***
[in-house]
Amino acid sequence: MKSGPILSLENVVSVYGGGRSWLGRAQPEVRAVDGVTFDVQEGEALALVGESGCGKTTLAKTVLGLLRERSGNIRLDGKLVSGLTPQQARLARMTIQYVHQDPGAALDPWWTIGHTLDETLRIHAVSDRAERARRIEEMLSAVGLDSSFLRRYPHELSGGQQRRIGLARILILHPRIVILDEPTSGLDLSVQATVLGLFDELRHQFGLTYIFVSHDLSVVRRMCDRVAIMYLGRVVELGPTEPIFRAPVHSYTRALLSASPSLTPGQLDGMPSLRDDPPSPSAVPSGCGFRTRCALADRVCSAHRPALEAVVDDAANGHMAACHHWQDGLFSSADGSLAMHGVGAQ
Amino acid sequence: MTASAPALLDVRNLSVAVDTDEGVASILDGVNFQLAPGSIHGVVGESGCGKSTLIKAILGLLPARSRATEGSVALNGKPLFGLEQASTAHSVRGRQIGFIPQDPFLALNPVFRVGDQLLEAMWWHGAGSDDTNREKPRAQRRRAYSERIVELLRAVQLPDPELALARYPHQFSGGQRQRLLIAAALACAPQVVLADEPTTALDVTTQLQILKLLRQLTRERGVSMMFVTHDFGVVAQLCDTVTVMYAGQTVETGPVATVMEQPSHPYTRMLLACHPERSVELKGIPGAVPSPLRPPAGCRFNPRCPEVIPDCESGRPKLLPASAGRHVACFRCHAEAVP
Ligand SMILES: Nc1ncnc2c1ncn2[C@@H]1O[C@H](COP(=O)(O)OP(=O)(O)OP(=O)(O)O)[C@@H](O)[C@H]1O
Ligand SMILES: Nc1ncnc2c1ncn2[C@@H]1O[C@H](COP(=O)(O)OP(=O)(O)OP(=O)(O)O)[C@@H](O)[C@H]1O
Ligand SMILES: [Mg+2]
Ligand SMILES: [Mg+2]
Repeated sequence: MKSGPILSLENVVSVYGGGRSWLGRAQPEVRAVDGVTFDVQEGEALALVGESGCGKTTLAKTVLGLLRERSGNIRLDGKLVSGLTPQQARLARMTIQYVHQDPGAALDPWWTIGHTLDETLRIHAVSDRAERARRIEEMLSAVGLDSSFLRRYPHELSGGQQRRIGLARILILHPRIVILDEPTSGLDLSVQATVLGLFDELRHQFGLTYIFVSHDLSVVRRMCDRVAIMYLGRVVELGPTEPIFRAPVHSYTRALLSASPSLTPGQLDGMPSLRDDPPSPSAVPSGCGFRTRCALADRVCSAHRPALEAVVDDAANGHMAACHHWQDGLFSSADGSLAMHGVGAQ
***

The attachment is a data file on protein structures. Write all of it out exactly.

[in-house]
Amino acid sequence: MKSGPILSLENVVSVYGGGRSWLGRAQPEVRAVDGVTFDVQEGEALALVGESGCGKTTLAKTVLGLLRERSGNIRLDGKLVSGLTPQQARLARMTIQYVHQDPGAALDPWWTIGHTLDETLRIHAVSDRAERARRIEEMLSAVGLDSSFLRRYPHELSGGQQRRIGLARILILHPRIVILDEPTSGLDLSVQATVLGLFDELRHQFGLTYIFVSHDLSVVRRMCDRVAIMYLGRVVELGPTEPIFRAPVHSYTRALLSASPSLTPGQLDGMPSLRDDPPSPSAVPSGCGFRTRCALADRVCSAHRPALEAVVDDAANGHMAACHHWQDGLFSSADGSLAMHGVGAQ
Amino acid sequence: MTASAPALLDVRNLSVAVDTDEGVASILDGVNFQLAPGSIHGVVGESGCGKSTLIKAILGLLPARSRATEGSVALNGKPLFGLEQASTAHSVRGRQIGFIPQDPFLALNPVFRVGDQLLEAMWWHGAGSDDTNREKPRAQRRRAYSERIVELLRAVQLPDPELALARYPHQFSGGQRQRLLIAAALACAPQVVLADEPTTALDVTTQLQILKLLRQLTRERGVSMMFVTHDFGVVAQLCDTVTVMYAGQTVETGPVATVMEQPSHPYTRMLLACHPERSVELKGIPGAVPSPLRPPAGCRFNPRCPEVIPDCESGRPKLLPASAGRHVACFRCHAEAVP
Ligand SMILES: Nc1ncnc2c1ncn2[C@@H]1O[C@H](COP(=O)(O)OP(=O)(O)OP(=O)(O)O)[C@@H](O)[C@H]1O
Ligand SMILES: Nc1ncnc2c1ncn2[C@@H]1O[C@H](COP(=O)(O)OP(=O)(O)OP(=O)(O)O)[C@@H](O)[C@H]1O
Ligand SMILES: [Mg+2]
Ligand SMILES: [Mg+2]
Repeated sequence: MKSGPILSLENVVSVYGGGRSWLGRAQPEVRAVDGVTFDVQEGEALALVGESGCGKTTLAKTVLGLLRERSGNIRLDGKLVSGLTPQQARLARMTIQYVHQDPGAALDPWWTIGHTLDETLRIHAVSDRAERARRIEEMLSAVGLDSSFLRRYPHELSGGQQRRIGLARILILHPRIVILDEPTSGLDLSVQATVLGLFDELRHQFGLTYIFVSHDLSVVRRMCDRVAIMYLGRVVELGPTEPIFRAPVHSYTRALLSASPSLTPGQLDGMPSLRDDPPSPSAVPSGCGFRTRCALADRVCSAHRPALEAVVDDAANGHMAACHHWQDGLFSSADGSLAMHGVGAQ